In cyberspace, property is not a commodity, but a place. To own a domain relates to the essence of nobility and, as such, can be legitimized only by taking risks. The nobleman holds to his domain, defends it with his arms and adorns his name with glory. The cyber-smith holds to its web site and covers its domain-name with prestige. The first ingredient of cyber-prestige is the e-mail address. A good cyber-address shows cyber-people who you are. A name which reproduces exactly your RL (real life) identity may be convenient to remember, but is usually too long to type.[4] Use of first names is childish, especially as they seldom single one out.[5] Next come the ISP (Internet Service Provider), which should be prestigious, and the TLD (Top Level Domain), which should be dignified. Their combination confers on the owner a position in cyberspace, similar to occupying a good address in real life. Madame de Sévigné, perhaps the greatest letter-writer of all times, could have proudly used as an address sevigne@marais.fr, since she lived in Marais, one of the most fashionable districts of Paris. However, there are important differences between a good real life address and a good cyber-address. The fact that you live in the East Village, Bloomsbury, Schwabing or St Germain des Prés does not necessarily imply that you carry on with the literary people who also live there.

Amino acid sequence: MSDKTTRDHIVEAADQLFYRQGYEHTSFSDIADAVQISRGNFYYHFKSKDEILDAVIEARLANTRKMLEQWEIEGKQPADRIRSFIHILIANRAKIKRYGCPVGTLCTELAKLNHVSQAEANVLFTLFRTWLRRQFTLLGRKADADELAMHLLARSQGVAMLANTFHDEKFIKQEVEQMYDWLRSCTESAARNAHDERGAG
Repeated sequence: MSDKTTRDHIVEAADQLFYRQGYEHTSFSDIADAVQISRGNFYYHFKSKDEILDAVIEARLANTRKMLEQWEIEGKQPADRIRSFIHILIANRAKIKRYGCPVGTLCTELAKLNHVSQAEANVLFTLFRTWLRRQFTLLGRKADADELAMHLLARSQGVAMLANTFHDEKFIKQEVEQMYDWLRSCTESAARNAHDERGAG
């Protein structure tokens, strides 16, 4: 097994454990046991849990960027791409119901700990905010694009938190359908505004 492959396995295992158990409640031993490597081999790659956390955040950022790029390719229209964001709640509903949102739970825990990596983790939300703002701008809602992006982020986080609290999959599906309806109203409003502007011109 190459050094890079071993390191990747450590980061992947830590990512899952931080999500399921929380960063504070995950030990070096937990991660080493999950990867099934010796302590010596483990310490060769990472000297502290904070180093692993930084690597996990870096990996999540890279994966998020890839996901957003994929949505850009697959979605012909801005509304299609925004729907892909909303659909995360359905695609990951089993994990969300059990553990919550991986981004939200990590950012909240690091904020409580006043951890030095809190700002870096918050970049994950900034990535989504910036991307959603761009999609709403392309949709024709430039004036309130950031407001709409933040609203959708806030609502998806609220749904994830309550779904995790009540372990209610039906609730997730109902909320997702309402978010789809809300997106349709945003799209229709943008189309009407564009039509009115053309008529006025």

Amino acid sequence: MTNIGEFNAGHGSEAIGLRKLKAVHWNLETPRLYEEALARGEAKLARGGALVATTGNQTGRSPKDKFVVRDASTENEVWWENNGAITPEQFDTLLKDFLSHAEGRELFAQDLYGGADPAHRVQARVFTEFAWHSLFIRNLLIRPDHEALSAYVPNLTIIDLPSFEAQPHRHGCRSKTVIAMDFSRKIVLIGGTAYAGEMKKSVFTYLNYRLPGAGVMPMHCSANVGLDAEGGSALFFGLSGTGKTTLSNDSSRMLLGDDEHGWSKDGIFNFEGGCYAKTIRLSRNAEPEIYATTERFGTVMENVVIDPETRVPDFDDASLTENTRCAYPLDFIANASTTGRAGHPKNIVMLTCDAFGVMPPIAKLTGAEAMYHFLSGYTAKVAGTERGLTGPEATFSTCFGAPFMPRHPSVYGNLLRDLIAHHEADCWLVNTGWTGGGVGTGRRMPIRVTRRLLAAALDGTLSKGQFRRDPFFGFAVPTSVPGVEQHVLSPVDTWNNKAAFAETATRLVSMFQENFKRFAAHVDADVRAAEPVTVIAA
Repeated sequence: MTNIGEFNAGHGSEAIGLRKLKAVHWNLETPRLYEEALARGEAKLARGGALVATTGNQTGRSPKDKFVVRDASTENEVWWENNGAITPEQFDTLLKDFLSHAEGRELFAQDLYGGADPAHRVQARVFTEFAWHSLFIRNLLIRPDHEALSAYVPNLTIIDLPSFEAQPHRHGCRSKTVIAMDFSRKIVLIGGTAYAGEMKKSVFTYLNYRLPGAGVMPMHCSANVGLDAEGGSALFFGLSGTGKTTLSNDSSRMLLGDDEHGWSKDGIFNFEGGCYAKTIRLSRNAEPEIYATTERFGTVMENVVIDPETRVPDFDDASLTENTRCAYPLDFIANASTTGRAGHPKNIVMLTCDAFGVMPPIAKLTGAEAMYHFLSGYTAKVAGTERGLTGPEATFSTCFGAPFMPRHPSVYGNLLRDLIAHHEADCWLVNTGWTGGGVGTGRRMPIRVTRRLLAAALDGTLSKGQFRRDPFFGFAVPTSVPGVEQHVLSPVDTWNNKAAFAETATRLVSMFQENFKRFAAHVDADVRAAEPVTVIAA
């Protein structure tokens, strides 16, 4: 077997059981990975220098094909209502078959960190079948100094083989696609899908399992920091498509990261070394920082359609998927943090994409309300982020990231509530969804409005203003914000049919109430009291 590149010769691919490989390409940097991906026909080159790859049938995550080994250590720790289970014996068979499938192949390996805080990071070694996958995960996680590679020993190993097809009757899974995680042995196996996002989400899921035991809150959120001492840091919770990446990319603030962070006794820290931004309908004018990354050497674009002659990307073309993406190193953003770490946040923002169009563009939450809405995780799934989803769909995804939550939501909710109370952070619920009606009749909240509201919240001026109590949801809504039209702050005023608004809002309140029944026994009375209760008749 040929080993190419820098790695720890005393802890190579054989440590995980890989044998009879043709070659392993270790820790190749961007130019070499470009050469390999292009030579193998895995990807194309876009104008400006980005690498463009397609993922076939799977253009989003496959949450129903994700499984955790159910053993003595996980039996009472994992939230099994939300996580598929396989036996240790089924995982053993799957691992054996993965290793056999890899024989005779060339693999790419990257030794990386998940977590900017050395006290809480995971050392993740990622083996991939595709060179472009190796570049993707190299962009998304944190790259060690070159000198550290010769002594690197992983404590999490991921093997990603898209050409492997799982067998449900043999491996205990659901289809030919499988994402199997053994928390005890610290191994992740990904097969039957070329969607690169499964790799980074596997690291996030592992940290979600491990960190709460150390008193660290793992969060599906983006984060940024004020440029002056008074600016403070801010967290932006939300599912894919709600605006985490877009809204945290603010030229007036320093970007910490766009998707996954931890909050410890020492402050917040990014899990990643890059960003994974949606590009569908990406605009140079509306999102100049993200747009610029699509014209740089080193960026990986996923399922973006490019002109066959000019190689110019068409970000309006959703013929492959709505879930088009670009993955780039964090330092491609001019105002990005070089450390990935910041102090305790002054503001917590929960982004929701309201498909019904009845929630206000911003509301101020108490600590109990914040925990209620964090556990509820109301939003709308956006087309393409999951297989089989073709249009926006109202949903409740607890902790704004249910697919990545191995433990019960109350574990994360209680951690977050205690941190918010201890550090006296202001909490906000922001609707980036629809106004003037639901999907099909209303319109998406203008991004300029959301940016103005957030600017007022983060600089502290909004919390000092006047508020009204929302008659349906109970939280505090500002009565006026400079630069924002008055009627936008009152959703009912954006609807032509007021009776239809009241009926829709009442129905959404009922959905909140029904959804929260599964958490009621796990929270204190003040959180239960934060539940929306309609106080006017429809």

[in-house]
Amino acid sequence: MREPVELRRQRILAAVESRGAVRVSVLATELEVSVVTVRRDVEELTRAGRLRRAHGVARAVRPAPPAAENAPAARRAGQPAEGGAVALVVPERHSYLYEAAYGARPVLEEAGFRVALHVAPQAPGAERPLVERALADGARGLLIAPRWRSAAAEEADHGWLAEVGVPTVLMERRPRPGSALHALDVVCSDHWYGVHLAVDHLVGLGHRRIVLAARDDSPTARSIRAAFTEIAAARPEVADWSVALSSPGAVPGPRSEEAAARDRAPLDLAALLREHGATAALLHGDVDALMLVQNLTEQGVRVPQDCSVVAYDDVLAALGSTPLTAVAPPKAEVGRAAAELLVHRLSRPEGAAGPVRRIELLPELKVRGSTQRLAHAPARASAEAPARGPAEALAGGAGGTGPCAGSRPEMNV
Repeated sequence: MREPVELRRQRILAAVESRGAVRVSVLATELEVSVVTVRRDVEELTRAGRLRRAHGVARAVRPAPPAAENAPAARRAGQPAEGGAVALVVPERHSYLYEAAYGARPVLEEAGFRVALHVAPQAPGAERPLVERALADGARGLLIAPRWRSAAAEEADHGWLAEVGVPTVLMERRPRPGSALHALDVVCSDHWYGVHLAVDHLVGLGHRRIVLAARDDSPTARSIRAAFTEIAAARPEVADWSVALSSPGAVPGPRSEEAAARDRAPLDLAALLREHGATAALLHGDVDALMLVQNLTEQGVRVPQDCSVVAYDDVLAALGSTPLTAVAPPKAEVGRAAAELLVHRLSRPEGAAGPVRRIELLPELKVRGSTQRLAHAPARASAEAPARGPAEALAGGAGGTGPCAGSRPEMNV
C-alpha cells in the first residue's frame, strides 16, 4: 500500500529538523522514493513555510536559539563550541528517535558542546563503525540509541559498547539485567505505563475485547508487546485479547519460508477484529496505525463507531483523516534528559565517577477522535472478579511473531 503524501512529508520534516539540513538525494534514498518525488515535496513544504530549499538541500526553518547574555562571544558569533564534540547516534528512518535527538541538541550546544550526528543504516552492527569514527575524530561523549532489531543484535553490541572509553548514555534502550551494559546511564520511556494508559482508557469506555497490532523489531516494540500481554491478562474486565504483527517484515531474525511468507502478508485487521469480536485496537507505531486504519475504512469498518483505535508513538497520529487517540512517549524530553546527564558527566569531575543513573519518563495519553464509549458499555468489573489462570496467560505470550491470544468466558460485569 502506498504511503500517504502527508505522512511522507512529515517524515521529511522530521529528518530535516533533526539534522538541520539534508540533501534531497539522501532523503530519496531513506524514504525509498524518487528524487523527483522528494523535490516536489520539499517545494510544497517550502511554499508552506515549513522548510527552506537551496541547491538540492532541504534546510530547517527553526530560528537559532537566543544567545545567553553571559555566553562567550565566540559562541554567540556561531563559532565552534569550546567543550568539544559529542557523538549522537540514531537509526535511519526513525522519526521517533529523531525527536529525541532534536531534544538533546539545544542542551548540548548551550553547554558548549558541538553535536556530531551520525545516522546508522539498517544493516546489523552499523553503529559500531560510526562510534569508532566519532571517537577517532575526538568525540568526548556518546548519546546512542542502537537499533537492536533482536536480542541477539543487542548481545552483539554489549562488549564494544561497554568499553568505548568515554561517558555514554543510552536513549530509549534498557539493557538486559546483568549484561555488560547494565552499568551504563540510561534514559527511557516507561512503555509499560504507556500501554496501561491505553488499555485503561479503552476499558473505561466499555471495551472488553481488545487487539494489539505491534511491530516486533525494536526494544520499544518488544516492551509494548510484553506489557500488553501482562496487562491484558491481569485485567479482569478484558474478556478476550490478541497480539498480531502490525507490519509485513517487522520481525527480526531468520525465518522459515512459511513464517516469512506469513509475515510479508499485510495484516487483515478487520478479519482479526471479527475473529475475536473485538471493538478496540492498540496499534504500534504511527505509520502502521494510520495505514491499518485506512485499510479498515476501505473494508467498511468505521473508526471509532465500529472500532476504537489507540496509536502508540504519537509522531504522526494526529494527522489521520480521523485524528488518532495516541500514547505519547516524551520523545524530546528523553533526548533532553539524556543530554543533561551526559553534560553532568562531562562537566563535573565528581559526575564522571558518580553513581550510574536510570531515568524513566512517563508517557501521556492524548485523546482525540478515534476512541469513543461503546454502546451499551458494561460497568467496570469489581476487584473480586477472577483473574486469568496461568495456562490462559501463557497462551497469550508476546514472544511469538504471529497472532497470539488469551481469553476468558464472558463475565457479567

On the contrary, being appointed to a specific server simply means that: (a) you can afford to share the services of precisely this ISP with a specific, hopefully constrained, group and (b) you belong to the category indicated by the top-level domain. Usually, the two meanings are strictly connected. For instance, in the case of malbright@whitehouse.gov the TLD gov could not be changed to edu, com, org, net, or mil. Moreover, if one belongs, say, to the academic world, one’s address will be naturally related to the TLD edu.[6] As a private person with a commercial ISP, one will get the TLD com, irrespective of whether one is in trade or not. aol.com, as a popular provider, does not lend any sparkle or distinction to one's address. The free e-mail provided by many a site may be convenient, but it is by no means distinguished: hotmail.com, netscape.net, yahoo.com are practical, but common.[7] A cyber-address resembles the combination title-name of a nobleman. Both suggest a spatial localization, but signify a social position. Edmond, Count of Monte Cristo is not necessarily the owner of the island Monte Cristo, neither is he supposed to live there. However, Edmond would be a beautiful name for a cyber-agent; “of” an old-fashioned @; Monte Cristo a sonorous ISP; and “count” (or “baron,” “duke,” “prince” etc.) plays perfectly the part of a TLD. In summary, a good e-mail address should satisfy the following requirements: (a) it is euphonic, so that it can easily be remembered and (b) it suggests one’s position in cyberspace by indicating the type of interest and/or the kind of people one is involved with.